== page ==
Take out a subscription to future Dark Mountain books and you can order Issue 13 for a special price of £9.99. Find out more...
Time stops, or seems to for a moment: a woman falls from a tree and doesn't remember falling, or she waits by a fire in a forgetting time, or she stands in a coal pit, in Australia or Germany, her body on the line. A man swims out and merges into the ocean tides; another runs across the peaks, his feet on the wild land. One child is ushered in by the ancestors. another is refused entry by the future. Our paintings on a rock, meant to last for millennia, are swept away by the storm. Our words become covered in leaves, entwined with the lost tracks of animals. Letters turn into trees, pages burst into flames, language fragments and coheres in another shape.
What happens when we capture and inhabit that moment? When we hold time in our bodies and not in our minds? What story do we now tell?
The thirteenth Dark Mountain book focuses on what ‘being human’ might mean in an age of rapid ecological and social change. Held between covers of painted limestone, these writings and artworks reflect a culture entering an epoch that has been named ‘the age of humans’ (or the Anthropocene). From the trepidations of bringing a human life into the world, to the responses which rise within us – humour, grief, despair, concern – when confronted daily with a society veering out of control.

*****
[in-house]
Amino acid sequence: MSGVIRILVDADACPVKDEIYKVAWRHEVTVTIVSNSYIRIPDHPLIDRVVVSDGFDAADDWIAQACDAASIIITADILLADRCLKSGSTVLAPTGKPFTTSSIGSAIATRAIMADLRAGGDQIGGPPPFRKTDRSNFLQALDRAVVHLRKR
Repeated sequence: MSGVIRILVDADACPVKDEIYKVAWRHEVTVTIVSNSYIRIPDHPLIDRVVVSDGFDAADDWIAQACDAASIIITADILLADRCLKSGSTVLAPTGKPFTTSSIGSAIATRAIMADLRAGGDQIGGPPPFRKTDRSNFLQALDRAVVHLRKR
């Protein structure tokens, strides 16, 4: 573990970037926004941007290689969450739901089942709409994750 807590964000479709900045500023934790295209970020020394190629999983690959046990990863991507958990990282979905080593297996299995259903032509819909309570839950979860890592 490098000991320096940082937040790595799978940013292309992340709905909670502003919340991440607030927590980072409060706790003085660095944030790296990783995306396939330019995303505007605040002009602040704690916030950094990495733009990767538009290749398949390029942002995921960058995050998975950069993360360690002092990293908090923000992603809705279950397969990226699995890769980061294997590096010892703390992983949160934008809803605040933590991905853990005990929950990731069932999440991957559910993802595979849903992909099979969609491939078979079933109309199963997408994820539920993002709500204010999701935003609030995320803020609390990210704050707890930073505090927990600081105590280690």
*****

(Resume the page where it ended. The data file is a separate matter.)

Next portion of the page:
Eric Robertson and Emma Giffard examine the familial and social burdens we inherit; Sarah Thomas explores the themes of resilience, relinquishment and restoration in the face of a devastating house fire; Alf Hornborg outlines the global games which humans play and how we can see through them; Sara Hudston celebrates the long history of human coexistence with the horse; Andrew Boyd‘s 'gallows humour’ highlights the crucial role of laughter in serious times, illustrated by Natalia Zajaz’s comic take on ecological change.
The book’s colour plates also reflect this diverse response, ranging from Anne Campbell’s micro-photography unsettling our human-centric perspective and Katie Tume’s iconic embroidered figureheads of mass extinction.
The issue features writings, interviews and poetry from aJbishop, Anne Bergeron, Olga Bloemen, Alastair Bonnett, Andrew Boyd, Cate Chapman, Mike Cipra, Raoul Dalmasso, James Disley, Charlotte Du Cann, Neil Eccles, Paul Fidalgo, Carrie Foulkes, Delia Garigan, Brian George, Emma Giffard, Kim Goldberg, Harvye Hodja, Kyle Holton, Alf Hornborg, Sara Hudston, David Iaconangelo, Anthea Lawson, Garry MacKenzie, Michael Malay, Michael McLane, Nalini Nadkarni, Mat Osmond, Nina Pick, Abby Rampone, Sarah Rea, Eric Robertson, Mark Rutter, Francesca Schmidt, Tom Smith, Sarah Thomas, J.B. Turnstone, Ben Weaver, Jane Woodhouse and Natalie Young.
The artists whose work weaves through its pages are Amory Abbott, Jenny Arran, Alex Boyd, Gustaf Broms, Anne Campbell, Katie Ione Craney, Katie Holten, Bruce Hooke, Ron Jude, Nicholas Kahn and Richard Selesnick, Ilyse Krivel, Darrell Koerner, Daru McAleece, Robin V. Robinson, Caroline Ross, Katie Tume, Kate Walters, Julie Williams, Kate Williamson and Natalia Zajaz.
The editors for this issue are Cate Chapman, Charlotte Du Cann, Eric Robertson and Tom Smith.
Dark Mountain: Issue 13 is a hardback book, 272 pages long, printed on FSC-certified paper.